The Dangers of Exhaustion in the Workplace

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As construction professionals, we know all about danger and high-risk activities – It is ingrained in our work and daily routine and, as such, safety should be a number one priority for any business owner in the industry. When we think of roofing risk, we usually go straight to OSHA’s fatal four (Falls, Struck by Object, Electrocution, Caught-in/between).  Afterall, BLS reported that the Fatal Four were responsible for more than half (59.9%) of construction worker deaths in 2017 and have been identified as the top cause for fatalities and injuries on the job.  But what about the less obvious risks that could be avoided… like sleep deprivation and fatigue?

In a culture where overtime hours are rewarded both socially and monetarily and “burning the midnight oil” is common practice rather than an exception to the rule, fatigue can make us think of words such as “lazy” or “unfit”.  The truth is that everyone needs rest, and burnout is a reality.  More importantly, sleep deprivation can lead to symptoms that can increase the likelihood of mistakes and accidents on the job.

Fatigue is more than working a few extra hours or staying up too late here and there; rather, it is a serious problem in the workplace that can lead to a number of issues including:

  • Reduced cognitive performance
  • Lower productivity
  • Microsleeps
  • Increased safety risks to employees
  • Depression, obesity, cardiovascular disease and other illnesses
  • Increased healthcare costs

As if those risks don’t weigh heavily enough, for the employer, fatigue is estimated to cost $136 billion a year in health-related lost productivity – A loss that can be controlled if identified and addressed early.

According to the National Safety Council, fatigue is a potentially deadly problem that affects most Americans on the job. It defines fatigue as “feelings of tiredness, sleepiness, reduced energy and increased effort needed to perform tasks at a desired level.”

To educate people and bring awareness to the issue, the National Safety Council released a three-part series of reports on fatigue, one of which directly addresses fatigue in safety-critical industries such as roofing.  The report, “Fatigue in Safety-critical Industries: Impact, Risk and Recommendations”, provides data collected from a 2017 employee/employer survey conducted in industries including construction, and while most all employers think fatigue is a safety issue, fewer employees agree.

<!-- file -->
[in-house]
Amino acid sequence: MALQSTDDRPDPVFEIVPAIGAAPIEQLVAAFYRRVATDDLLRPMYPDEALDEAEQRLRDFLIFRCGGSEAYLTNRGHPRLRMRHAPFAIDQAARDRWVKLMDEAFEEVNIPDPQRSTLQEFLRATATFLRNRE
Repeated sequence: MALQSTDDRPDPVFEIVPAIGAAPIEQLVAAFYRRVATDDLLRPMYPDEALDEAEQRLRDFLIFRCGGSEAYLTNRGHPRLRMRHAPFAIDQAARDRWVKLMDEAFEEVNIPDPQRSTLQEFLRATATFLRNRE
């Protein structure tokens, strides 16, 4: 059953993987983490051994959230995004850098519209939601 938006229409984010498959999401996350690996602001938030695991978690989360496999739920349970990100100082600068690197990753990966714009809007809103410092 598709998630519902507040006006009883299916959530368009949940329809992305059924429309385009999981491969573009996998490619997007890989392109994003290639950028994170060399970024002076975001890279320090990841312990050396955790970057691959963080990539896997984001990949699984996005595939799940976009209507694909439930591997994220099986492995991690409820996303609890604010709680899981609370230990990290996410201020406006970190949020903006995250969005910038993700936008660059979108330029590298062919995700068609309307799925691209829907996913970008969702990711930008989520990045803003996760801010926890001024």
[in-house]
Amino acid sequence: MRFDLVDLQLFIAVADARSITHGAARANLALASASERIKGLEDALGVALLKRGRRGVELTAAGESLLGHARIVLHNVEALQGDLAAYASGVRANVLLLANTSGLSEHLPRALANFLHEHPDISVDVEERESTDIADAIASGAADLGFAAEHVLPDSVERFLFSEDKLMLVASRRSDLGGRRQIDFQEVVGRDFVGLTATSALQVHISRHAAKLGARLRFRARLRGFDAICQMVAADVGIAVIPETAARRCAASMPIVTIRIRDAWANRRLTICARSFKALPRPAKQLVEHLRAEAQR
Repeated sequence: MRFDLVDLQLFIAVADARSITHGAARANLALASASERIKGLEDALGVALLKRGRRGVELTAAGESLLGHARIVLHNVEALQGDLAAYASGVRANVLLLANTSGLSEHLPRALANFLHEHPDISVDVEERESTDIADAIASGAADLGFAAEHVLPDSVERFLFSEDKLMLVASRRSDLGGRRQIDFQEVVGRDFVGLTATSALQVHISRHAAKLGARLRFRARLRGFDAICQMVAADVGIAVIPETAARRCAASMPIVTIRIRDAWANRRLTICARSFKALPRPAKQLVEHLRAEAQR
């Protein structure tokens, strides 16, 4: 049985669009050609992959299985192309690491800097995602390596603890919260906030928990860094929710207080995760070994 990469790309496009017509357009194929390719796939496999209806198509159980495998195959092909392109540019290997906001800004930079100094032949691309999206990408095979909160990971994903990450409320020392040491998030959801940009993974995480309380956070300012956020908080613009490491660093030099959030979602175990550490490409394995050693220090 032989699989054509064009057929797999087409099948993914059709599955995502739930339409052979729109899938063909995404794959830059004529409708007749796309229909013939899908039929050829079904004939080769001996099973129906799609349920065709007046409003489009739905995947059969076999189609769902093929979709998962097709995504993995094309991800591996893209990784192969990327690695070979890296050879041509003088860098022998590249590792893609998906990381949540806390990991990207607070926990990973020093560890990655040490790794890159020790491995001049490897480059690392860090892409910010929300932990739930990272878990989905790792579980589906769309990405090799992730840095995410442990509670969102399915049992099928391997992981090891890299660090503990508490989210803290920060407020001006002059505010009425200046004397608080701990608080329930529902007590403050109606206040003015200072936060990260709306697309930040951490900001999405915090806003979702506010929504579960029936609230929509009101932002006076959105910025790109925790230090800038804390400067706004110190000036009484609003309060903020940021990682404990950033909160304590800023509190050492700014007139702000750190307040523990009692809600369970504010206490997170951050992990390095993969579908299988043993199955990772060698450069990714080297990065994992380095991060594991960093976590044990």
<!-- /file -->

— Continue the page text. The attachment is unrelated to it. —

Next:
In construction, the number one (77%) risk factor identified was “having a demanding job”, followed by working during high risk hours (46%).  Other employee-related risk factors included long commutes (46%) and sleep loss (41%).  The report also revealed that 61% of employers in the construction industry have found employees sleeping on-the-job, and 45% experienced safety incidents due to fatigue.  Additionally, 65% of employees reported being tired at work and 92% reported having two or more risk factors for fatigue.

So what is an employer to do in order to limit fatigue and ensure the safety of their employees?  The report suggests that employers address it directly by talking openly about fatigue as a workplace safety hazard.  As an employer, you can include the topic in safety talks or have a representative from Human Resources discuss the importance of sleep health, methods for getting the necessary hours of sleep and provide resources on sleep health education and getting screened for a sleep disorder.  You can also be proactive in identifying fatigue risk by conducting an assessment, as well as including fatigue factors in incident reports.  Related risk management efforts may include updating your policies and practices to include fatigue management.

To learn more about the risks of fatigue in the workplace and acquire resources to address the issue, visit the National Safety Council’s “Fatigue” Resource Page.  To learn more about safety training with Brauner Safety Services, contact us.

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